I was expecting it, but it's annoying me quite a bit that every program for Windows wants to install its own way, asks you things, it feels so ... manual.
Ok, first snag.
Eric doesn't start because I lack MSVCP71.DLL. This probably wouldn't have happened with a decent package manager. Googling it, it's not hard to fix. However, the fix involves:
- Finding a copy of the DLL on the web
- Downloading it
- Installing it manually to windows\system32
It's a bit scary. I don't ever manually touch system folders on Linux, and there's a good reason for it, which I bet applies on windows, too: You WILL break stuff that way.
I will atribute this to a bug in the PyQt installer, but I am willing to bet these things are not so unusual based on there being full sites dedicated to giving you back your disappearing DLL files.
Also, the "This folder is magic, you should not look at it" warning for each folder is annoying.
The problem is fixed, though, and all seems to work.
Now, in order to access my source code, I need Subversion. That means... another trip to a website, installing manually another package. This is getting old pretty quickly.
I have been doing this for 45 minutes already. On Linux:
# Red Hat clones and variants: yum install eric4 subversion # Debian and Ubuntu variants: apt-get install eric4 subversion # Arch and derived: yaourt -S eric4 subversion
See a pattern?
Why doesn't someone create a sofftware repository or windows, andd make it very simple for freeware/shareware/whateverware developers to use? Make it ad-supported with revenue sharing, you are bound to make some money.
However, not to be repetitive: Every time I install a program from now on, assume I whine about how it's simpler on Linux.
I installed TortoiseSVN which is nice enough. Rebooting (sigh).
Now the first thing I must say I really dislike about XP that is not caused by me, the virtual machine, my choice of software, or the phases of the moon: The "Open With" dialog is broken.
As you can see in the screenshot, it won't let me choose the right app. It's in the start menu (it would be Eric) but it's not on the list of "Programs" and as far as I can see the only way to use it would be finding where in the system the eric4 binary is (I have no idea, and I should not have to know that).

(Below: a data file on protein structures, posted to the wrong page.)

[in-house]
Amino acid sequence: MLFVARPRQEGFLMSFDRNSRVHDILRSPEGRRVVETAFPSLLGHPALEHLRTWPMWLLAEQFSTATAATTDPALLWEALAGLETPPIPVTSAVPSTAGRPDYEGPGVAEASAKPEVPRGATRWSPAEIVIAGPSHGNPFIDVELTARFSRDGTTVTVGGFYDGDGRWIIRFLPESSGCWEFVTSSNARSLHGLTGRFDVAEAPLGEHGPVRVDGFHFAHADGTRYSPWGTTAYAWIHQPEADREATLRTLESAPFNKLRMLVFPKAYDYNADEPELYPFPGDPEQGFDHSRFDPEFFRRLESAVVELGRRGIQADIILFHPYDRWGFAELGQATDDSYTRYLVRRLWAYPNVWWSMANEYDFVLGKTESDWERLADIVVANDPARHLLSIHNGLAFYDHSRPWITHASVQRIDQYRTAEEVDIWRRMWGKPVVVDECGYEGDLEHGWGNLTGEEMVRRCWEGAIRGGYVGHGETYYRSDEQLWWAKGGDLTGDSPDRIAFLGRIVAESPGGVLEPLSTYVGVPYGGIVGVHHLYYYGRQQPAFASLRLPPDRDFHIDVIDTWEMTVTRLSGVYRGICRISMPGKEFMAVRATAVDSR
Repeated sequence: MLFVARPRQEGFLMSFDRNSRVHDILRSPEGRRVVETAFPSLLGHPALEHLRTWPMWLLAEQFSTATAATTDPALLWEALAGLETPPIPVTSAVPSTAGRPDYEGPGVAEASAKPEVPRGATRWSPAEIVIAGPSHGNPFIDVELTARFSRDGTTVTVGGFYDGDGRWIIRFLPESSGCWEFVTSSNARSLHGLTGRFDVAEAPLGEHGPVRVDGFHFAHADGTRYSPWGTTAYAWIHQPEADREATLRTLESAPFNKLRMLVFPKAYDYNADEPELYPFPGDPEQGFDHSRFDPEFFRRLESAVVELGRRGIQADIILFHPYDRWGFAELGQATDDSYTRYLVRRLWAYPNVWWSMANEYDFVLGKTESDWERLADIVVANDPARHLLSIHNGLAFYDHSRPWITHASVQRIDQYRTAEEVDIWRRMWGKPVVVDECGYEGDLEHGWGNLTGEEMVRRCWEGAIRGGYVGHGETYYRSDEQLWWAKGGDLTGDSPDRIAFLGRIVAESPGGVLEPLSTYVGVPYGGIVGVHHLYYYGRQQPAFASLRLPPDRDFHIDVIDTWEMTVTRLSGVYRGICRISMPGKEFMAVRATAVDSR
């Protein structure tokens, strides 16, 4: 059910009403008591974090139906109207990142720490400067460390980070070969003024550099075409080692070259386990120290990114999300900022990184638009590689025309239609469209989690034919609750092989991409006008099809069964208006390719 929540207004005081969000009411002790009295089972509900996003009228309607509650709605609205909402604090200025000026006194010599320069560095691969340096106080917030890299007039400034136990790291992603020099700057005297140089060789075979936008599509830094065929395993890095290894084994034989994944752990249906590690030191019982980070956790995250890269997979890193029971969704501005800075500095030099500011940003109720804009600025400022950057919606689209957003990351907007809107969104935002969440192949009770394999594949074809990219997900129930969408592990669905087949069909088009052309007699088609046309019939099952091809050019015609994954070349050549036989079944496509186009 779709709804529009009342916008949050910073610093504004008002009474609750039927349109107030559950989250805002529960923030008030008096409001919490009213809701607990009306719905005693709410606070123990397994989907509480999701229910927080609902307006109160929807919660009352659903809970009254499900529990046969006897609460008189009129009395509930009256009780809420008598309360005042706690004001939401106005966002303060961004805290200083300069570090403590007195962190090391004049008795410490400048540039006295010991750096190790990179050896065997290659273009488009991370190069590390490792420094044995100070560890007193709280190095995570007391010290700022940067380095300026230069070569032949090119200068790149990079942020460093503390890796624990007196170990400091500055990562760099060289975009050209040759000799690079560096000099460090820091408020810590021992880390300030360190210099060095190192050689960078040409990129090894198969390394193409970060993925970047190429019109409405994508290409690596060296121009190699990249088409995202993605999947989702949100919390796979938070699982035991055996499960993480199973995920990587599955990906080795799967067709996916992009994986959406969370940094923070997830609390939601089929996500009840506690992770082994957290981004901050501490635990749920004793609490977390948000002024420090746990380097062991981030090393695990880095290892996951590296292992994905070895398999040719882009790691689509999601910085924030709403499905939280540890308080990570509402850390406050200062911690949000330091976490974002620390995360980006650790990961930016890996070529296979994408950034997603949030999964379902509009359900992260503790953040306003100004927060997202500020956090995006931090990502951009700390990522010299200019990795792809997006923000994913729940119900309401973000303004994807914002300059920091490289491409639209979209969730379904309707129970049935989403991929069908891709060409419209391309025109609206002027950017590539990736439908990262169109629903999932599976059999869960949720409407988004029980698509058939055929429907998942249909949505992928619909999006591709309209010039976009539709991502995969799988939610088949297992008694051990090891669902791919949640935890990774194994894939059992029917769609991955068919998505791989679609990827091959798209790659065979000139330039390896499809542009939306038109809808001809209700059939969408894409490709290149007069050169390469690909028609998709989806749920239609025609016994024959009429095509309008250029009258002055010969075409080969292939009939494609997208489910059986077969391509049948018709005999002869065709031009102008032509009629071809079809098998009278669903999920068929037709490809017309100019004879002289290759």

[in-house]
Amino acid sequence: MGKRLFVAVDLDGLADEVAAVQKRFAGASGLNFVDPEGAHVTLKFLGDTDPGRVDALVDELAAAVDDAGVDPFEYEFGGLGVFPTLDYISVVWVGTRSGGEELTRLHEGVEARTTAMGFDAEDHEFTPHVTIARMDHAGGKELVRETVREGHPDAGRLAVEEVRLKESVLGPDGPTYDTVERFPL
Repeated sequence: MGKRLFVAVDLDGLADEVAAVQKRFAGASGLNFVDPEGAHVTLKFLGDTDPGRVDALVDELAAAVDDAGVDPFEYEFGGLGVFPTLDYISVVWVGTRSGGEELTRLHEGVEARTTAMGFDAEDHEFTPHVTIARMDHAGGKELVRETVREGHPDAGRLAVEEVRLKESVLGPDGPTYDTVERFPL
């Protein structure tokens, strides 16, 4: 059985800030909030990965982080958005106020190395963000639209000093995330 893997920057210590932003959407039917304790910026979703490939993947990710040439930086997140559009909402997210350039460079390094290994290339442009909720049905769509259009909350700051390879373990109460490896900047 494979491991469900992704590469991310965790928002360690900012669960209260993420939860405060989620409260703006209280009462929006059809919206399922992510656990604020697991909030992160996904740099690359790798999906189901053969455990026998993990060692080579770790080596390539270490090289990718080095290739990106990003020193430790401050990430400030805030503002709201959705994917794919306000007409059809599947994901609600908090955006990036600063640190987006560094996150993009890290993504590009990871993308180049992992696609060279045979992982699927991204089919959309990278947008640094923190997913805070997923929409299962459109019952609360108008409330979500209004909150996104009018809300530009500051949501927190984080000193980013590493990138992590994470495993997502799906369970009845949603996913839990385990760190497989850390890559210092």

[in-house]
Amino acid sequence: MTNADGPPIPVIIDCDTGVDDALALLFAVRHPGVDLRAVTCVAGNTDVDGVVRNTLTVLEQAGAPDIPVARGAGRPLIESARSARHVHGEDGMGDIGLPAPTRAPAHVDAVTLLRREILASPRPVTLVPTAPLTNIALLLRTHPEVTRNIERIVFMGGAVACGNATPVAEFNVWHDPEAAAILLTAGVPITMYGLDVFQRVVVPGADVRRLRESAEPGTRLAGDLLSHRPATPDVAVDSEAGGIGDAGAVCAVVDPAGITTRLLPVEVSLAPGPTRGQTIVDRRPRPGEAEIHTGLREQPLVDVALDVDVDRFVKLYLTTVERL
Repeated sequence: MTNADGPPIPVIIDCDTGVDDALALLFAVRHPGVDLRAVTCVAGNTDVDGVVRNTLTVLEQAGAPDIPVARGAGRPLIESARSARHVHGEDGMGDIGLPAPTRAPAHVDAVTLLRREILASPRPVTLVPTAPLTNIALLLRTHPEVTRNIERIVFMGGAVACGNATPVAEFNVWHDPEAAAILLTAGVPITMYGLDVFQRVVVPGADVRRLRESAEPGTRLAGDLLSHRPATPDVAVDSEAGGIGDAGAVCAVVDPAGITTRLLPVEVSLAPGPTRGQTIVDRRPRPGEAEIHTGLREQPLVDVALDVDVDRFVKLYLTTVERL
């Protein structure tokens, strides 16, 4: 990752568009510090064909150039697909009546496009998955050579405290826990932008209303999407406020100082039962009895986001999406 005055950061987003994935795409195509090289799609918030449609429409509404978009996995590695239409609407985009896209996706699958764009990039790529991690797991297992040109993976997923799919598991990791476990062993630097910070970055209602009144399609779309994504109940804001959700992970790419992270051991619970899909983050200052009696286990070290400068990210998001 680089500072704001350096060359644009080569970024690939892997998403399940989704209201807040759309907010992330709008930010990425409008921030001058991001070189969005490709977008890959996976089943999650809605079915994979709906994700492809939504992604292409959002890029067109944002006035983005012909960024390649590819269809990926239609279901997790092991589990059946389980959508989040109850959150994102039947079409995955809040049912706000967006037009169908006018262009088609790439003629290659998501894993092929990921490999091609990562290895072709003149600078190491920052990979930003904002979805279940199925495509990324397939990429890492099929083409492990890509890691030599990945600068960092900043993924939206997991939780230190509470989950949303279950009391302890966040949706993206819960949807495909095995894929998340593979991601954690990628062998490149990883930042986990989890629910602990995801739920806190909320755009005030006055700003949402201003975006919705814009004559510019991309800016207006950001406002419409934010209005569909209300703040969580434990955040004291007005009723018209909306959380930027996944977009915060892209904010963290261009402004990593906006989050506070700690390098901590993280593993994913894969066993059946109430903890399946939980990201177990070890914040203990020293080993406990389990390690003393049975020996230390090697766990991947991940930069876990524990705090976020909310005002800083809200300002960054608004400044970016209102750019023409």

This works way better on KDE and GNOME (and windows 3.11, IIRC).
I manage by doing it backwards (opening from inside Eric4), but it's just wrong.
I had some trouble making Python's easy_install work because it's not on the PATH by default.
I have no idea how to change that on windows, so let's try to fix it.
I would either put it on my ~/.bashrc or add a file in /etc/profile.d. and start another shell.
Start regedit and edit HKEY_LOCAL_MACHINE/System/CurrentControlSet/Control/Session Manager/Environment, and reboot.
Whatever, I am not judging this one.
Anyway, I think I have turned this XP install into a reasonable place to develop my hobby PyQt projects.
Let's try Some C/C++
It looks like something called VisualC++ Express Edition is free! let's try that.
Too bad the license says I may not deploy or distribute any program I design or develop using it.
Dear Visual C++ Express Edition: Get the fuck off my HD. I am starting to hate the word "Express". What's this garbage supposed to be useful for?
I am open to suggestions, but it seems the alternative is a GNU toolchain, just like in Linux.
I think I'll stick to Python only on My XP side.
This is as far as I got in one day. We'll see how it evolves (if it evolves) later.
Conclusions so far
- Installing windows software sucks
- Windows is a very bare-bones OS
- You can turn it into a development box for Python at least
- Things break for misterious reasons sometimes but there are known ways of working around the brokenness
- You reboot a lot.
Nothing I hadn't guessed already, yet.
Later on, I will try to work a full day using XP, but not now, becuse I am rather annoyed at it at the moment.